A fellow Victoria blogger, "Postie," just posted a photo of the first Gorge Bridge, consisting of a few logs spanning the gap between the rocks that I showed in yesterday's photo. The photo above is taken from beneath the modern bridge. Just to my left (off camera) is a rather uninteresting looking mound of gravel. It is a shell midden over 4,000 years old, the oldest archaeological site on Southern Vancouver Island. This area was important to the Native Peoples both spiritually and materially.
This locality, here at the narrows of the Gorge waterway is a sacred place in the traditions of the Lekwammen (Songhees) Native People. It was here, at the reversible tidal falls that the spirit being Hayls transformed to stone a little girl named Camosun and her grandfather Snukaymelt ("Diving"). This act ensured the protection of the rich food resources of the Gorge - herring, Coho Salmon, oysters and ducks.Below is a photo of the modern Gorge Bridge. The shell midden referred to above is located in a sort of cage beneath the bridge on the right side in this photo.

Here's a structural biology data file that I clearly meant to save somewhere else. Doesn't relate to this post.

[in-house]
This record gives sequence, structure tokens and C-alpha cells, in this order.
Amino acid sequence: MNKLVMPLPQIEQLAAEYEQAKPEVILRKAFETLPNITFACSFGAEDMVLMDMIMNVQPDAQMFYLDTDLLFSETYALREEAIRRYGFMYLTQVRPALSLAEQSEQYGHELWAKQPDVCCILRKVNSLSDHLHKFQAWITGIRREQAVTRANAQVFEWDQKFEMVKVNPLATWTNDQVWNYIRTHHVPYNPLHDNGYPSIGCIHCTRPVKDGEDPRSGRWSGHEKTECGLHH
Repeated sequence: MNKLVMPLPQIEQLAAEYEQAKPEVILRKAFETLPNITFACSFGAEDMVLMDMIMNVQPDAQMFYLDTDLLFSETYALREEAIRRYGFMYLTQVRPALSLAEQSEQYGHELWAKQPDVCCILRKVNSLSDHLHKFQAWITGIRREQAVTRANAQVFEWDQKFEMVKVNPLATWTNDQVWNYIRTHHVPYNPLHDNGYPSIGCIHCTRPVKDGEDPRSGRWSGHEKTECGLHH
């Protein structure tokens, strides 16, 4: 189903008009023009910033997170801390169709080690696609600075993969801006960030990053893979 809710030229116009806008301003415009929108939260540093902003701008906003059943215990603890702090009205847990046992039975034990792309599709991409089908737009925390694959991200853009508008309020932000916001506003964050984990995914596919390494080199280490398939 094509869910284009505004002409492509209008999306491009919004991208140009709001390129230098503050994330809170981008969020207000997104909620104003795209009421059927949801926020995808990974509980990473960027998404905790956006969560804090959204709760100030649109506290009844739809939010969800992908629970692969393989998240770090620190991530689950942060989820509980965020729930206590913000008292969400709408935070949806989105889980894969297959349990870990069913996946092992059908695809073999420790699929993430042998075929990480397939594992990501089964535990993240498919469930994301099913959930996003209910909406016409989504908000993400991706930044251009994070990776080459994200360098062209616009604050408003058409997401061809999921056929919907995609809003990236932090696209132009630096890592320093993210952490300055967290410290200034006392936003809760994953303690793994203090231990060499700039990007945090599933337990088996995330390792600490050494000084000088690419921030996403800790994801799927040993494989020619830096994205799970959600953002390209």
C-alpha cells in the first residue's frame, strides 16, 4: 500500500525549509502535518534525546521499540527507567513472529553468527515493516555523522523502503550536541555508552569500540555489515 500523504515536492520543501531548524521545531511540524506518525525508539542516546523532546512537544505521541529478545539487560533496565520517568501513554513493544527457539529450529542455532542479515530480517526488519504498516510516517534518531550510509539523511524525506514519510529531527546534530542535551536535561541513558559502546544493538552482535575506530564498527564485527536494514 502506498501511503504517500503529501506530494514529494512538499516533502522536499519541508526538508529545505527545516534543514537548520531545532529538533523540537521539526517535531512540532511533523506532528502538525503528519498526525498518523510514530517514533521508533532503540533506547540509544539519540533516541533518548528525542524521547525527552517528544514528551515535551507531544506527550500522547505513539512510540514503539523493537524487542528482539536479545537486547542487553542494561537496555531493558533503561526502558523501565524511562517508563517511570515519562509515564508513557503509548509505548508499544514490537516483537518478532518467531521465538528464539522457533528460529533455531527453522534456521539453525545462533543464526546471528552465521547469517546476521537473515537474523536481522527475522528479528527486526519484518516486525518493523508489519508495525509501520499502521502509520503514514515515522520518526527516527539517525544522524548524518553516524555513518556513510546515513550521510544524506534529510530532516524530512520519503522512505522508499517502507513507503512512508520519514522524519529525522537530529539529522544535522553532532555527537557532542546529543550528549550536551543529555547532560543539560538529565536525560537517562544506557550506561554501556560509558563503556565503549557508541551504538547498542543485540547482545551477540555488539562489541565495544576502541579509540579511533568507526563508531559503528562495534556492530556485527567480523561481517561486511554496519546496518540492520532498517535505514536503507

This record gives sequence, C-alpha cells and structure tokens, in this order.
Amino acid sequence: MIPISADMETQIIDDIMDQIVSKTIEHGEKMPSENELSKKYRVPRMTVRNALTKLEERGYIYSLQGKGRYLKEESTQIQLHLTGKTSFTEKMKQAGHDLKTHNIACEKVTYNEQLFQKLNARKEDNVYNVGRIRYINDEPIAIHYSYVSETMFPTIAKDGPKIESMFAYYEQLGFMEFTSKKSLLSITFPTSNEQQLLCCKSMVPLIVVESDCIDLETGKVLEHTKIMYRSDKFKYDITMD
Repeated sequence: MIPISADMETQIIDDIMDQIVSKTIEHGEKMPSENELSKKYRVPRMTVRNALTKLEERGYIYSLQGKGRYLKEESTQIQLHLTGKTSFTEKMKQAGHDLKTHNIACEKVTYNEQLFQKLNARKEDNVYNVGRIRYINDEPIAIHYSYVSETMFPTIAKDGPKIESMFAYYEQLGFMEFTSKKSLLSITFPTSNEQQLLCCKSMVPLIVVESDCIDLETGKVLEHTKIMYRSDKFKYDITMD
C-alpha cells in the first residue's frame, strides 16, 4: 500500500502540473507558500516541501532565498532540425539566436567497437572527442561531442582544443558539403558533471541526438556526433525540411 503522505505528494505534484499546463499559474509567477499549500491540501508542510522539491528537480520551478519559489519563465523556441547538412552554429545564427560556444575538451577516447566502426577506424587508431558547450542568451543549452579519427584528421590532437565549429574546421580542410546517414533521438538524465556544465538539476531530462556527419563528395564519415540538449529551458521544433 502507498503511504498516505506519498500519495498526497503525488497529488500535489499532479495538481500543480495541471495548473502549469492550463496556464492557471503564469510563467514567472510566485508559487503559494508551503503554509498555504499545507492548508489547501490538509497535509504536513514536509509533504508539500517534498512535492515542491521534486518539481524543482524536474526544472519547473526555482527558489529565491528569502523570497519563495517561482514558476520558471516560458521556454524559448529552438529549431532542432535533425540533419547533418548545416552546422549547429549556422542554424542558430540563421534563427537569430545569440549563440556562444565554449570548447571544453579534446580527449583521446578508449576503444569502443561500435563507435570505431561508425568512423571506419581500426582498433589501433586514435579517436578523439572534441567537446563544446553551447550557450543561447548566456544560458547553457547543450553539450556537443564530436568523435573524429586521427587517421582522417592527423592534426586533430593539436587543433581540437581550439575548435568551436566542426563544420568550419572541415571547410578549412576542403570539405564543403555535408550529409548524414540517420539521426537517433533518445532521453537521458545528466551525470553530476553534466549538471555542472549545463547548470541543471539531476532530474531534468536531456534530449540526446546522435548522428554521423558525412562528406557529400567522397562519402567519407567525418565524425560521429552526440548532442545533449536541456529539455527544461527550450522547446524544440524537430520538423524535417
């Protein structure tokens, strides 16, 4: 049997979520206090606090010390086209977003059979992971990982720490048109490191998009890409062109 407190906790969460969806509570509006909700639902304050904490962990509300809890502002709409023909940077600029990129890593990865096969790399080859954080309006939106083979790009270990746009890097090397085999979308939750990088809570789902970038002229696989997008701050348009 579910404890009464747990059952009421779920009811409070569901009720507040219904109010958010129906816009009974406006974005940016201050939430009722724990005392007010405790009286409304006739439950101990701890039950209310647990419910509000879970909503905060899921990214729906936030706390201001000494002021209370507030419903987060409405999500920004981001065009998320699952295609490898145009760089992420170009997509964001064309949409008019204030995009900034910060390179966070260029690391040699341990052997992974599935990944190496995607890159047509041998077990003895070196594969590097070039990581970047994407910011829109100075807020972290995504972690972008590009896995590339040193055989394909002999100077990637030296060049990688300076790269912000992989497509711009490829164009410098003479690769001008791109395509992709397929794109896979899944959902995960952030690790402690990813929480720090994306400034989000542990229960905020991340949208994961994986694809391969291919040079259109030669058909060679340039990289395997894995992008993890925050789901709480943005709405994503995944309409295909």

On a spirit quest individuals went for long dives into the Gorge until Camosun granted them the powers they were seeking. It was believed that only a person who practised regular spiritual cleansing rituals would gain the powers necessary to acquire success in life.
It was the spirit Hayls who created the Gorge and turned some of Camosun's people into the Garry Oaks, Blue Camas and Easter Lilies that grow along its banks. The natural foam created by the reversing tidal falls was used to wash garments to protect their wearers from drowning.
(The above quote is posted behind a fence erected to protect the midden.)